The local Jewish community had honourable intents, but they had little experience of social care for the masses. The relief operation was inefficient and unfit for purpose. Margolis used her professional training and experience to implement several basic changes which made the relief operation more efficient and more responsive.

In December 1941, the situation in Shanghai became significantly more difficult following the Japanese bombing of Pearl Harbor and subsequent tightening of their control in Shanghai. In February 1943, Margolis was interned by the Japanese and imprisoned in a prisoner of war camp. Margolis was held for eight months before being repatriated to the United States in a prisoner exchange scheme. Margolis’ reorganisation of the relief efforts allowed the operation to continue throughout the rest of the war – ensuring the survival of most of the refugees in Shanghai.

After her return to the United States, Margolis learned of the mass extermination of the Jewish people, and demanded she be sent back to Europe to help. She later completed assignments helping Jews in Portugal, Spain, France, Sweden, Belgium and The Netherlands. In 1953, she emigrated to Israel, where she stayed until 1974. She died in 1997.

Rachel Auerbach

Rachel Auerbach (1903-1976) was Holocaust survivor, writer, and historian. She studied philosophy and psychology in Lviv in the 1920s, and then moved to Warsaw where she worked as a journalist. Following the Nazi invasion of Poland in 1939, Auerbach was imprisoned in the Warsaw Ghetto. Here, she ran a soup kitchen and worked for Emanuel Ringelblum’s underground archive Oyneg Shabes. Auerbach managed to escape from the ghetto in 1943 and survived the war in hiding.

After the war, she continued the work of Oneg Shabes at the Central Jewish Historical Commission in Poland by ensuring that parts of the archive were retrieved from its hiding places. In 1947, she published a comprehensive account of the extermination camp at Treblinka entitled In the Fields of Treblinka.

In 1950, Auerbach emigrated to Israel, where she headed the Yad Vashem Eyewitness Accounts Department. She fought tirelessly to secure a place for victims’ survival experiences in the history of the Holocaust. In 1960-61, she also supported the preparations for the trial against Adolf Eichmann and testified in court.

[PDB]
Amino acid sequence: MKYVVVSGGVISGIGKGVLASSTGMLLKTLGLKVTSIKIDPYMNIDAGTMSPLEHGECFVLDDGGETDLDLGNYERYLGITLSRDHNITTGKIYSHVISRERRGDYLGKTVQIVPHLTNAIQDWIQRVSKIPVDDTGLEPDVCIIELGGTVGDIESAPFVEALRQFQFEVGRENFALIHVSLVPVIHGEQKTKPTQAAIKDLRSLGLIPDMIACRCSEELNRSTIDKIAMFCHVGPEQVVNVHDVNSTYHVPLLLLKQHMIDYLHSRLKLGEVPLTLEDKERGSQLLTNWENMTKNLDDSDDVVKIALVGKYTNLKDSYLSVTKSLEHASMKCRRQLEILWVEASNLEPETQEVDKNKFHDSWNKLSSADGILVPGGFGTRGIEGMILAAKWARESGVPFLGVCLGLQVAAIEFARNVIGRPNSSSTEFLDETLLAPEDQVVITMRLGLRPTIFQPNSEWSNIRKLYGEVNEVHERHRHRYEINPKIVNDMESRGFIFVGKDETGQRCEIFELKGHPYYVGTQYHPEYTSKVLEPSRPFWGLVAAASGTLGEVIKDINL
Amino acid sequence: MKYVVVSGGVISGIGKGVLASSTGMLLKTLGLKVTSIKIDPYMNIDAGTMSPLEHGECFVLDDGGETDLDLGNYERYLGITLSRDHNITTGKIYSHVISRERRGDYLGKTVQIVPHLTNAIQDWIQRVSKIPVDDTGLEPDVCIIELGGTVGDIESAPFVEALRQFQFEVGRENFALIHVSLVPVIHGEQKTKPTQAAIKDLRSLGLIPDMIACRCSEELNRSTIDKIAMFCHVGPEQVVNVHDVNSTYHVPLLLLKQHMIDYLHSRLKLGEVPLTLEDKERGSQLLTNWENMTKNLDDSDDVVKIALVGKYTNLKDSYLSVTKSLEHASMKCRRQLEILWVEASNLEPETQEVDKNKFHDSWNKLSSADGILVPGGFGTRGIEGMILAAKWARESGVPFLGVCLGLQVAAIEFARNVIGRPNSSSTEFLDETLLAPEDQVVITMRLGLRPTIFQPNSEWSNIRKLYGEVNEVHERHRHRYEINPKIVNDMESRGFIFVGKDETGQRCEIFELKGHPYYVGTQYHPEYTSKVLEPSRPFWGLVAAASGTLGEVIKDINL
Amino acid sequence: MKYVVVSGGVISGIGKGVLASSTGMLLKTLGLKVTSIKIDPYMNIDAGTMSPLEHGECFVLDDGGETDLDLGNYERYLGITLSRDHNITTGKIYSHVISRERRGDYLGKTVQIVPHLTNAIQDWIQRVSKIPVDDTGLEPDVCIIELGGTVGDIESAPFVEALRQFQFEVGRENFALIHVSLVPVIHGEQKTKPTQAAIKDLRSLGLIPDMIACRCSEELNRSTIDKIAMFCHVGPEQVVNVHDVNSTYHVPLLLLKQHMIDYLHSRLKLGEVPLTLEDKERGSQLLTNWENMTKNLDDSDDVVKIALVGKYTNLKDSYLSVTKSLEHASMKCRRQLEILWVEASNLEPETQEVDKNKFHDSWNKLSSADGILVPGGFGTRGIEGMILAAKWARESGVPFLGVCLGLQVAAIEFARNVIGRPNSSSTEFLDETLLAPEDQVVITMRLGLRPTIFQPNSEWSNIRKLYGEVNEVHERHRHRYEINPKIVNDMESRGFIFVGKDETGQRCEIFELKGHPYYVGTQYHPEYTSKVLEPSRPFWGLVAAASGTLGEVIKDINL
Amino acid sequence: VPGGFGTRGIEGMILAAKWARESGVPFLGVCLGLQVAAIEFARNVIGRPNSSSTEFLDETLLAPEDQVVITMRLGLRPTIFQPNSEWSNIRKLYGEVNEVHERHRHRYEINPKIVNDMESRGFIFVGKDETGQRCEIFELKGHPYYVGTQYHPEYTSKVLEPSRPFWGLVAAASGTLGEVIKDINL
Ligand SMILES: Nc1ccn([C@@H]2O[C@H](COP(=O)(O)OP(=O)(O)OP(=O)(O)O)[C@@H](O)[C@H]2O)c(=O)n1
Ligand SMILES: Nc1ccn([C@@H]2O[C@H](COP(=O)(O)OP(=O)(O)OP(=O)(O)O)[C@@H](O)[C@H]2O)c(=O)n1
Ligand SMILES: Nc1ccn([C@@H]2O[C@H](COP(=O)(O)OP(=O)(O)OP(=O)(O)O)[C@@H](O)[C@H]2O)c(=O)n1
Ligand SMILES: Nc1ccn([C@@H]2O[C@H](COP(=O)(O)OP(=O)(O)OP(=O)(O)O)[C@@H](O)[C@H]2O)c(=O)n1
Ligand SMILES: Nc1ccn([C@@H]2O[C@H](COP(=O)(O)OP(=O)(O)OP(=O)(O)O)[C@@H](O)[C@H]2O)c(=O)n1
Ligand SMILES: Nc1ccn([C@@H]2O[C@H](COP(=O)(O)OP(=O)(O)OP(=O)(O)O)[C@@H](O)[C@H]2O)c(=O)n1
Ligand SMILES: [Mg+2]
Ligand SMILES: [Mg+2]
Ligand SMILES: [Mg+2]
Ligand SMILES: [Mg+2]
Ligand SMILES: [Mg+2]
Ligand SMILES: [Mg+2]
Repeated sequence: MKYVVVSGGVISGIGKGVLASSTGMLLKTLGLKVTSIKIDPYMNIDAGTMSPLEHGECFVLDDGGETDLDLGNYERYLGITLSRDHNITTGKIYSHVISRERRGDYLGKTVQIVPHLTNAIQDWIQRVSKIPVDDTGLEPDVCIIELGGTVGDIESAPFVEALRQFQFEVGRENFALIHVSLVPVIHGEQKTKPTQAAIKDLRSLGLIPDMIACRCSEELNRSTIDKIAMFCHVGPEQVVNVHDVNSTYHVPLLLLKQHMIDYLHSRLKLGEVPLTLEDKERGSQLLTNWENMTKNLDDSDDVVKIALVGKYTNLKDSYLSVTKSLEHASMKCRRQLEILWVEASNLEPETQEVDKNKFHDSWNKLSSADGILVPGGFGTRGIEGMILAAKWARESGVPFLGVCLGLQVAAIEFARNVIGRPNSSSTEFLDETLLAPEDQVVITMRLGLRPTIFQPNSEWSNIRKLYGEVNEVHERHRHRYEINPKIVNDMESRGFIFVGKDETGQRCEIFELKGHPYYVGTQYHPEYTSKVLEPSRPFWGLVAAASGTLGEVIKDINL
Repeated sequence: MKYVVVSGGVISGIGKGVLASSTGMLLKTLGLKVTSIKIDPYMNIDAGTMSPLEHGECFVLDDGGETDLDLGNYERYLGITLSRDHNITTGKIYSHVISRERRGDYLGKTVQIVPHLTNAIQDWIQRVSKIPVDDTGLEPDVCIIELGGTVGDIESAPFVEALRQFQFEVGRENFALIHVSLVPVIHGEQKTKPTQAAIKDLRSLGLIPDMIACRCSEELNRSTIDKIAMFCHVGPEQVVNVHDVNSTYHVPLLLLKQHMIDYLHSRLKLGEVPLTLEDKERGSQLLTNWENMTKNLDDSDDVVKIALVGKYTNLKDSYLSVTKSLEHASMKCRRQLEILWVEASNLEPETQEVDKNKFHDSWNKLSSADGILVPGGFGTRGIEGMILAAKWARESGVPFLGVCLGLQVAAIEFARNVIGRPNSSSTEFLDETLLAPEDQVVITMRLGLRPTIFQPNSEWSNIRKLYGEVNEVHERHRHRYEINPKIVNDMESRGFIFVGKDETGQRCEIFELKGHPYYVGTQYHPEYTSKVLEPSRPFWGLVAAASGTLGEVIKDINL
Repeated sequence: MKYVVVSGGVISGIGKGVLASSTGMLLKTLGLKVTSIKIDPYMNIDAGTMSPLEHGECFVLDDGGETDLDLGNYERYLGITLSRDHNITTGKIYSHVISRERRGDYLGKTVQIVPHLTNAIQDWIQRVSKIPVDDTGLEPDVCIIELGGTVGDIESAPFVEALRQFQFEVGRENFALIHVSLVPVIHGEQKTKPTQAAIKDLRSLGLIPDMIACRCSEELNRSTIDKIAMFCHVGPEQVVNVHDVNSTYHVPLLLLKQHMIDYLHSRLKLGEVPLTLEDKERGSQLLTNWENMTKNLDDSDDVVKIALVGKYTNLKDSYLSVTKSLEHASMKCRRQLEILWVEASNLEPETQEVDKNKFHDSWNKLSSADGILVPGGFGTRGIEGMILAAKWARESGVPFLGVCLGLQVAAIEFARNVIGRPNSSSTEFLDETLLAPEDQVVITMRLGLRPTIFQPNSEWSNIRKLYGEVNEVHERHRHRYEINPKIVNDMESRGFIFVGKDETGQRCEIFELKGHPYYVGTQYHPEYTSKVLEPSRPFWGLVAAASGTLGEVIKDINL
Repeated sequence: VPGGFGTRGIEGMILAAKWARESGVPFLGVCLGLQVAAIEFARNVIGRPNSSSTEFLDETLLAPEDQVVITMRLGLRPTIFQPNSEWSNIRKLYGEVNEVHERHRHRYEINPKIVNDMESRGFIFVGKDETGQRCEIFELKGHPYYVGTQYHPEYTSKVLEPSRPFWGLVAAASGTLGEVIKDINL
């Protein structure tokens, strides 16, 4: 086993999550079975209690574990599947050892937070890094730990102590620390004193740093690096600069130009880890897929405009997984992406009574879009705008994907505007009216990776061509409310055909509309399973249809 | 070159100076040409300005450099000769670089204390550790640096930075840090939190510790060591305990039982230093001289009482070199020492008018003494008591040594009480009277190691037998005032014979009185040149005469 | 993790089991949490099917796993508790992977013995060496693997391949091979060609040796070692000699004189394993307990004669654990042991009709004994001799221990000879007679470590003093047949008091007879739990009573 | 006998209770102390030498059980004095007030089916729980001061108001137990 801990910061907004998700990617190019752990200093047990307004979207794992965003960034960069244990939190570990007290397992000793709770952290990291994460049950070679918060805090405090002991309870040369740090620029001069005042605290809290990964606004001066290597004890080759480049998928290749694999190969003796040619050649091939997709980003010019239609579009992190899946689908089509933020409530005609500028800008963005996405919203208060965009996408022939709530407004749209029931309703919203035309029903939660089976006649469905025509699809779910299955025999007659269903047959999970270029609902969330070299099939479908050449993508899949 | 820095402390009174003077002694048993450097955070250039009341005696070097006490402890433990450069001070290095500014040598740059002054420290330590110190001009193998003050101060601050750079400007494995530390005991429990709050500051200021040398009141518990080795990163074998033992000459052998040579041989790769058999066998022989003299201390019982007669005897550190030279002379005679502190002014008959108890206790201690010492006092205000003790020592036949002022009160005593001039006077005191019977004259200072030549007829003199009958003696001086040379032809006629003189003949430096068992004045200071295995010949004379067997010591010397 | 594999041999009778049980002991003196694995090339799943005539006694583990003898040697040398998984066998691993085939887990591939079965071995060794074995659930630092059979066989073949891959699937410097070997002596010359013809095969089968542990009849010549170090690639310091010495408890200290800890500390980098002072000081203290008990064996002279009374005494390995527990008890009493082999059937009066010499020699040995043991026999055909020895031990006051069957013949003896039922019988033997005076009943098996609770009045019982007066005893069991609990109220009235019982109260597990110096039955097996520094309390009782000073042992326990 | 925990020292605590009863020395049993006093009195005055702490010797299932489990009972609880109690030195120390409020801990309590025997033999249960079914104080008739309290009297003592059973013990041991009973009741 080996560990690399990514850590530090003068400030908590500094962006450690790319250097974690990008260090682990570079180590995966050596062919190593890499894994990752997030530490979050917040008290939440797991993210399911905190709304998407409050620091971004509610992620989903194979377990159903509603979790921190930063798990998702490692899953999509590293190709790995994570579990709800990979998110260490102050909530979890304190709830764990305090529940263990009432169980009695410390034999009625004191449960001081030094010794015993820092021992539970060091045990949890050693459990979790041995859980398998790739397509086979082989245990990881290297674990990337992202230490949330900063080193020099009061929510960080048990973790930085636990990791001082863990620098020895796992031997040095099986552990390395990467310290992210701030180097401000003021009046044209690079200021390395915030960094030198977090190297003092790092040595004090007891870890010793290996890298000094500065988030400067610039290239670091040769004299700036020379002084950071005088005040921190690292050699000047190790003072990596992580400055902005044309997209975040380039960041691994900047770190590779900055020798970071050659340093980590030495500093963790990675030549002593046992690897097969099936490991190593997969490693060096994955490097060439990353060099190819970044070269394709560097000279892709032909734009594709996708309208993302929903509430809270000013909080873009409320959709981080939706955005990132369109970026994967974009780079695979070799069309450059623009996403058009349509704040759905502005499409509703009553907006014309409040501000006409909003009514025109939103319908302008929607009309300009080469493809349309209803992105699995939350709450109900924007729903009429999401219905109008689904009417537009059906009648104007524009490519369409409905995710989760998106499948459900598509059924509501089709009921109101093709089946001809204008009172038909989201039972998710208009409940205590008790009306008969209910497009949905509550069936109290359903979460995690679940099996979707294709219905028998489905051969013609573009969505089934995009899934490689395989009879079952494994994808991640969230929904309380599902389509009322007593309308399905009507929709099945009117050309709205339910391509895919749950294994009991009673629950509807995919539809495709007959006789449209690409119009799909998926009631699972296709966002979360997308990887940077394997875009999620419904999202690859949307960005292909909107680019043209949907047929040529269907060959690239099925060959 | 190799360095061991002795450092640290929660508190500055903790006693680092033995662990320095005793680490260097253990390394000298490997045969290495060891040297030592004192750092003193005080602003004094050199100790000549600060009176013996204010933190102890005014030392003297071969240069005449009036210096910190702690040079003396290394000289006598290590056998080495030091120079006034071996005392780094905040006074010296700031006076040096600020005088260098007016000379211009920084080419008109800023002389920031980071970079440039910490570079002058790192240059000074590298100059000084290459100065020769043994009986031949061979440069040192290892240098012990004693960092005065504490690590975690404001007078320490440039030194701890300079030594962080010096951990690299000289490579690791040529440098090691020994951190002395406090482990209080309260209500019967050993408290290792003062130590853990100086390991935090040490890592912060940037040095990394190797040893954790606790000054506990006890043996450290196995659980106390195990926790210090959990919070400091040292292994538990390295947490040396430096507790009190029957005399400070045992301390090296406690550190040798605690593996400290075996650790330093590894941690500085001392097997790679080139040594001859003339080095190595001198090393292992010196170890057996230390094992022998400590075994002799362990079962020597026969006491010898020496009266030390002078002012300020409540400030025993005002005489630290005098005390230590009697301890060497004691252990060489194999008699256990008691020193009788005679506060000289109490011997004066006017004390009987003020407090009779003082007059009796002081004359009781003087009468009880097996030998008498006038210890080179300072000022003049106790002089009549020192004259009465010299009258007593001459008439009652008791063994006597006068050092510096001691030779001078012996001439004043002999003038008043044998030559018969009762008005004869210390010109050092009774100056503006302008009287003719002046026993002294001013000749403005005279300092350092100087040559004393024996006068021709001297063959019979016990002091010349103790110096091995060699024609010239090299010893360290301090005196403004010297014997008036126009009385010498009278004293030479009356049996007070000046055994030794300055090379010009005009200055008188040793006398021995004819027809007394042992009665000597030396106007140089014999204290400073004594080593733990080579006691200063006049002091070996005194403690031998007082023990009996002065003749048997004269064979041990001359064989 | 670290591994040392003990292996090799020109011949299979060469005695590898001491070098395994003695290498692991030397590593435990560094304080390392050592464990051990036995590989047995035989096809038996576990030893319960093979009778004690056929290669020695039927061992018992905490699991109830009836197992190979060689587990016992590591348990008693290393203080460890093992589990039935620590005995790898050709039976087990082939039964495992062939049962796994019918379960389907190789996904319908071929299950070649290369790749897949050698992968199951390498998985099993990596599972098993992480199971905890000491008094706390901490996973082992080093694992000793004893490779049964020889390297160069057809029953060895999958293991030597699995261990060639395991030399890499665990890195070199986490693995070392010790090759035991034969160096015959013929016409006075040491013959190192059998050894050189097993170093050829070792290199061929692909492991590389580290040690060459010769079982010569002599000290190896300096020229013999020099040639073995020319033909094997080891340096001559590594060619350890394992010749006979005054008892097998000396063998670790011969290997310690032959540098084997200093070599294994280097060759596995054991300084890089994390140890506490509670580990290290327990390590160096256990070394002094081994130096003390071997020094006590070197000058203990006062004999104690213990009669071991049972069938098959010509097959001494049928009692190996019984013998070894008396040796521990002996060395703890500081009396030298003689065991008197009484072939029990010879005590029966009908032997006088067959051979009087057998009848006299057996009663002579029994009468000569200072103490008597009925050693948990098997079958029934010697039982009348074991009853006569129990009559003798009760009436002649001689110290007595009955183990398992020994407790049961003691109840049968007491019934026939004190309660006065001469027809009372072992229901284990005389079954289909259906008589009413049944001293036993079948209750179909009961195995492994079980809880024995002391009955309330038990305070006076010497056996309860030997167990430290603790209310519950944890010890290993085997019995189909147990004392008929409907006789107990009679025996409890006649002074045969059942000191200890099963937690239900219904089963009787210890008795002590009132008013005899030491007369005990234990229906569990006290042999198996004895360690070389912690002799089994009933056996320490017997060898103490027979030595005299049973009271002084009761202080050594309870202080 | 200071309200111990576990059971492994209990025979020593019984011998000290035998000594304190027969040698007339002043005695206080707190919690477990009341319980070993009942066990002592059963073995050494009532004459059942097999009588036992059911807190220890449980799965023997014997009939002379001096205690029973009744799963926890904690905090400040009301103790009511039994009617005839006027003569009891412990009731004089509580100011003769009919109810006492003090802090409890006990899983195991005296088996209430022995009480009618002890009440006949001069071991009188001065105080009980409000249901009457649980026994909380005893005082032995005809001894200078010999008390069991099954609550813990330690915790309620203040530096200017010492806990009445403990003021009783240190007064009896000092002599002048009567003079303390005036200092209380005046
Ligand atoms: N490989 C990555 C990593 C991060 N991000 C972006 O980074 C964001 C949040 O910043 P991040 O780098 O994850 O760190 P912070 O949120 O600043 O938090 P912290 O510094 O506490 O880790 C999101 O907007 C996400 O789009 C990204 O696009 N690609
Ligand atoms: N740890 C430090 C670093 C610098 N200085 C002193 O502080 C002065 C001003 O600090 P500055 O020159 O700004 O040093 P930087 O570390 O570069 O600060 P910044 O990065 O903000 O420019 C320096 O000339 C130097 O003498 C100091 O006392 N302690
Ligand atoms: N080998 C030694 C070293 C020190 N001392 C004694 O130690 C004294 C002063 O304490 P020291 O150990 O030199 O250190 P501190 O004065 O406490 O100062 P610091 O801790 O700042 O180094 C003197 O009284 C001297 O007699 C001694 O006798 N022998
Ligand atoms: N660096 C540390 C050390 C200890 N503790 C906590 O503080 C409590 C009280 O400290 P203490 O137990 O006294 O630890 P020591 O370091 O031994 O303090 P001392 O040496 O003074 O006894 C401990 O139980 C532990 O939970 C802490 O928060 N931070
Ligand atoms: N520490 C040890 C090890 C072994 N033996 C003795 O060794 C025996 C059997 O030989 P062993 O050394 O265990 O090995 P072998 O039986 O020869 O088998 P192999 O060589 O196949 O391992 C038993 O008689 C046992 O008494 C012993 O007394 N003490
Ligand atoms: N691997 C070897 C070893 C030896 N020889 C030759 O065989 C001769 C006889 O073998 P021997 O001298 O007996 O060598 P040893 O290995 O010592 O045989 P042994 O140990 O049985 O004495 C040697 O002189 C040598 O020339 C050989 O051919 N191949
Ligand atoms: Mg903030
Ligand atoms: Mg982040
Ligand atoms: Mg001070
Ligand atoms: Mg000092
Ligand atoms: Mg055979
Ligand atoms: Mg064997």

Oskar Schindler

A post-war portrait of Oskar Schindler (1908-1974).

A post-war portrait of Oskar Schindler (1908-1974).

Courtesy of The Wiener Holocaust Library Collections.

Oskar Schindler (1908-1974) was a German businessman who saved the lives of approximately 1200 Jews by employing them in his factories in Poland and the Greater German Reich during the Second World War.

Schindler joined the Nazi Party in 1936 as a military intelligence agent. In 1939, Schindler became the owner of a formerly Jewish-owned enamel factory in Kraków. The factory was renamed the German Enamelware Factory and at its peak employed approximately 1750 workers, of whom approximately 1000 were Jews.

Initially, Schindler employed Jews from the Kraków Ghetto as a form of cheap labour. Over the next five years, Schindler increasingly sympathised with his Jewish workers and the persecution they endured at the hands of the Nazis. During this period, he extensively used his connections as a Nazi Party member to ensure that the Jews employed at his factory were subjected to better conditions and were not selected for deportation.

When Schindler’s workers were relocated to the Kraków-Płaszów forced labour camp following the liquidation of the Kraków Ghetto, Schindler bribed Nazi officials to ensure that the workers continued to be employed in the German Enamelware Factory. He also managed to make the factory a designated sub-camp of Kraków-Płaszów, which meant that the workers were able to sleep in the factory and were no longer subject to the abuses of the camp.

In October 1944, as his workers came into ever greater danger, Schindler applied for and was granted permission to relocate his factory, and in turn his workers, to Brünnlitz, Czechoslovakia where it became classed as a sub-camp of Gross-Rosen. A list of the Jews drawn up to work in the factory became known as Schindler’s list. In Brünnlitz, the factory reopened as an armaments factory, an industry vital for the war effort that was taking place at the time. By entering this new industry, with its vital connection to the war effort, Schindler could present his Jewish workers as indispensable and thereby ensure their safety and save them from deportation to Nazi death camps. The factory was intentionally unproductive, and produced very little ammunition during its existence.

Soviet troops liberated Schindler’s factory on 9 May 1945. Schindler’s actions ensured the survival of over 1000 Jews, who would have otherwise faced almost certain death. In 1993, the story of Oskar Schindler was told in the popular Steven Spielberg film Schindler’s List.